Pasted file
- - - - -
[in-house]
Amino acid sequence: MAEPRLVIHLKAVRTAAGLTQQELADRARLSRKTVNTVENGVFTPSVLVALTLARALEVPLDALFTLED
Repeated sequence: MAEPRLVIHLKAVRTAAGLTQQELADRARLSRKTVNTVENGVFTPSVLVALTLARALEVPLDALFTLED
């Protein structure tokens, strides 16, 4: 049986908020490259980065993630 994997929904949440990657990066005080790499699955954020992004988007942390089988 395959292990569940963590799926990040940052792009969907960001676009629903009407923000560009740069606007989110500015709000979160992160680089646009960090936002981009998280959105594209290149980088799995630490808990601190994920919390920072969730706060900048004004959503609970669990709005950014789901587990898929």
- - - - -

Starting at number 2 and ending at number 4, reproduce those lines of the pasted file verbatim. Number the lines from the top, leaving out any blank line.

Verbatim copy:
Amino acid sequence: MAEPRLVIHLKAVRTAAGLTQQELADRARLSRKTVNTVENGVFTPSVLVALTLARALEVPLDALFTLED
Repeated sequence: MAEPRLVIHLKAVRTAAGLTQQELADRARLSRKTVNTVENGVFTPSVLVALTLARALEVPLDALFTLED
């Protein structure tokens, strides 16, 4: 049986908020490259980065993630 994997929904949440990657990066005080790499699955954020992004988007942390089988 395959292990569940963590799926990040940052792009969907960001676009629903009407923000560009740069606007989110500015709000979160992160680089646009960090936002981009998280959105594209290149980088799995630490808990601190994920919390920072969730706060900048004004959503609970669990709005950014789901587990898929």